The Council finished going through the Employee Manual during Wednesday’s City Council Workshop. On top of going through and discussing Councilman Terika Williams-Walker’s, of Dist. B, proposed changes to the manual, department heads of various departments for the city took the opportunity to propose some changes they would like to see as well.
Minden Police Chief Steve Cropper addressed the council with some of the proposed changes that he would like made to the manual after he had read back through it with the Civil Service Board Attorney Nelson Smith.
These changes included the option to suspend civil service employees who performed a Class 1 – 3 offense with or without pay, seeing as they only had the option to suspend with pay for a class one offense, and without pay for class 2 and 3 offenses. “If you do it without pay, there is no option for any further punishment, if you leave it with pay, it does leave the option, if there needs to be a termination or whatever.”
They also changed the verbiage so that would also make it so that the Police Chief/Fire Chief would be able to use his authority to determine the proper consequences for class offenses without having to go to the Mayor/Council first.
Beforehand, the Chief stated that the handbook made it to where he would have to go to the Mayor for something as simple as a frequently late employee.
Later during the meeting, the Council and Departments had a discussion to understand why certain employees start out at certain wages to gain a better understanding of the next portion of the manual.
Each job within the city has a job description, and on that job description is a range number. Within that range, there are “steps” which is the degree that any employee can go up in hourly wage, to a limit. “It was determined a few years ago, because there were some people starting at step 20 and step 5 and it was all over the board. So it’s my understanding it was determined 16 would be the standard,” said Gary Moreland, Department Head for the Electricity Department.
Councilman Walker and Councilman Beard both asked questions to try and gain an understanding of how it is determined where an employee starts.
“You got to be consistent with that, because you get somebody else in two years later and you start them differently they talk. And they’re like ok there’s some inequality here you started him here but you didn’t start me here,” said Councilman Keith Beard of Dist. D.
Councilman Walker added, “I’m still saying there ways of getting around it because there is nothing in black and white that says this is what we’re going by.”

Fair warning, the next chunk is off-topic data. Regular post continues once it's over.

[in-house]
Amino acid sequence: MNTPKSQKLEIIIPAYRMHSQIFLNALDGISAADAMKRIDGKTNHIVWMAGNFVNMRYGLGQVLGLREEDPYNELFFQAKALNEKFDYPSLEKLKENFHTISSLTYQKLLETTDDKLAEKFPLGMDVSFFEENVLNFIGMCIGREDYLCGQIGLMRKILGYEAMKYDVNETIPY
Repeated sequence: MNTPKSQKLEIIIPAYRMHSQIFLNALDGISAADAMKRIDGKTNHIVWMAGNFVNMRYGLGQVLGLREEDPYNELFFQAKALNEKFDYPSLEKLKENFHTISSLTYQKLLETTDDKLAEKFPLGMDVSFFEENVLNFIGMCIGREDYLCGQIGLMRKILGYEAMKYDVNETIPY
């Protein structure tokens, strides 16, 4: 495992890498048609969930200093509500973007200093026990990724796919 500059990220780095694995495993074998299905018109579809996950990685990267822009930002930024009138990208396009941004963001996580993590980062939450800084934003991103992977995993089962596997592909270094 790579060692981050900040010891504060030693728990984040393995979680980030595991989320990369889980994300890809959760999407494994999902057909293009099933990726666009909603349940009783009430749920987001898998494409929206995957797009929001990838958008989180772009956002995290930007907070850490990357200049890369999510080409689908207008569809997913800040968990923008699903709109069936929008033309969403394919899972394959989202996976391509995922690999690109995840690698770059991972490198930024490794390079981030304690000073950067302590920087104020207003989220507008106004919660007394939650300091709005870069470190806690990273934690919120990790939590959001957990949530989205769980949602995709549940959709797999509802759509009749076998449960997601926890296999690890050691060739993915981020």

Beard and Terika both voiced that there should be some clearer guidelines for where employees start in salary, but Department heads explained why that wasn’t such a simple solution.
“It’s a lot harder for some of these jobs where you don’t have a lot of formal education that is offered for people to take, so you don’t have that type of evaluation or verification. It’s going to come from on the job skills, time on the job, all the references checking them and just plain evaluation,” said Eric Lee, Department head for Water and Sewage.
“I get that after the probationary period, I could see some adjustments, but coming through the door, I don’t see how it’s fair, and that’s just my opinion,” said Walker.
During this discussion, some Council members were shocked to find that there was no mechanism to give reasons to part-time employees, even ones that have been with the City for many years.
“Speaking as someone who has mostly part-time employees, it is tough to motivate people when they see people making more money and there is no carrot. I would like to give my guys a raise if they’ve been on the job for two or three years. Right now we’re keeping them at the same. I’ve got guys that have been here seven or eight years, and they’re not getting more than a guy who just started,” said the Director of the REC Center Rocke Musgraves.
Councilman Beard agreed and said “You’ve got somebody who is working part-time and they’re willing to work 5 or six years, and they’re still working, and they haven’t been rewarded for that. I didn’t realize that that’s not right. We’ve got to step for people that are full time, but there are reasons some people work part-time and we need those part-time people,” said Councilman Beard.
These workshops consisted of changes the Council would like to see be made to the employee manual. Some of the changes are still being considered and have not officially been drafted nor will they appear on the March City Council Meeting’s agenda.